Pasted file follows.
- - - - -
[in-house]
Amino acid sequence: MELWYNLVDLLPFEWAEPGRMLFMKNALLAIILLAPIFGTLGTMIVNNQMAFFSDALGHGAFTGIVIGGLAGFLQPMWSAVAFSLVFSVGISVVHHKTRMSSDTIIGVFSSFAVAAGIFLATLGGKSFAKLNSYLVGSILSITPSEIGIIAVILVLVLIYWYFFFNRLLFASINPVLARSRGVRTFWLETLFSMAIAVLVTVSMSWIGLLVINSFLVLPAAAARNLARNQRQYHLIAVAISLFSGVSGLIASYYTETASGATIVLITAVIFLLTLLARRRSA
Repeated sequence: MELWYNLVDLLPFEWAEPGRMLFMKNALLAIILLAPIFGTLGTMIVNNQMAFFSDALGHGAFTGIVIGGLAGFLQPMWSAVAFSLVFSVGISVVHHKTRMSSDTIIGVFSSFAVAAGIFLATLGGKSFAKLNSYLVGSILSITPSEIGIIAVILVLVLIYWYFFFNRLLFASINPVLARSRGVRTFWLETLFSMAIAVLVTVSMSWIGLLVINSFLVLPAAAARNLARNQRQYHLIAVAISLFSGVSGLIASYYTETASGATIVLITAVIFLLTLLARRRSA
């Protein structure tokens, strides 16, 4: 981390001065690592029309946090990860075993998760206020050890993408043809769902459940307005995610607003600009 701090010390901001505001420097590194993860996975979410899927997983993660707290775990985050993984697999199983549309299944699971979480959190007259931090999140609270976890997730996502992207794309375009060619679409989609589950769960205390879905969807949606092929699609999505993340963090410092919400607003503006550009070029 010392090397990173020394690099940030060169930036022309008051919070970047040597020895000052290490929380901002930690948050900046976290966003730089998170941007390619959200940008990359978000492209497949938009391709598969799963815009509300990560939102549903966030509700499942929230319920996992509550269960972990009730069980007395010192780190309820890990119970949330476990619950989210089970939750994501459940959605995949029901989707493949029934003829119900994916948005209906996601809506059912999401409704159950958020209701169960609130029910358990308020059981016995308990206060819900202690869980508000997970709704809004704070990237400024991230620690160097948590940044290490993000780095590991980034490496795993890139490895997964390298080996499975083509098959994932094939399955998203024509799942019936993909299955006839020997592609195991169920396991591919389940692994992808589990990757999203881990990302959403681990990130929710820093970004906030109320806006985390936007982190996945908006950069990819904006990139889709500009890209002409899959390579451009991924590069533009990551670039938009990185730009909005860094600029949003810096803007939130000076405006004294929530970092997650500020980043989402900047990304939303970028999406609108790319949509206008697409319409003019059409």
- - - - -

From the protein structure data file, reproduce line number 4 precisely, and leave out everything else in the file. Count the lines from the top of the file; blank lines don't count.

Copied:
């Protein structure tokens, strides 16, 4: 981390001065690592029309946090990860075993998760206020050890993408043809769902459940307005995610607003600009 701090010390901001505001420097590194993860996975979410899927997983993660707290775990985050993984697999199983549309299944699971979480959190007259931090999140609270976890997730996502992207794309375009060619679409989609589950769960205390879905969807949606092929699609999505993340963090410092919400607003503006550009070029 010392090397990173020394690099940030060169930036022309008051919070970047040597020895000052290490929380901002930690948050900046976290966003730089998170941007390619959200940008990359978000492209497949938009391709598969799963815009509300990560939102549903966030509700499942929230319920996992509550269960972990009730069980007395010192780190309820890990119970949330476990619950989210089970939750994501459940959605995949029901989707493949029934003829119900994916948005209906996601809506059912999401409704159950958020209701169960609130029910358990308020059981016995308990206060819900202690869980508000997970709704809004704070990237400024991230620690160097948590940044290490993000780095590991980034490496795993890139490895997964390298080996499975083509098959994932094939399955998203024509799942019936993909299955006839020997592609195991169920396991591919389940692994992808589990990757999203881990990302959403681990990130929710820093970004906030109320806006985390936007982190996945908006950069990819904006990139889709500009890209002409899959390579451009991924590069533009990551670039938009990185730009909005860094600029949003810096803007939130000076405006004294929530970092997650500020980043989402900047990304939303970028999406609108790319949509206008697409319409003019059409």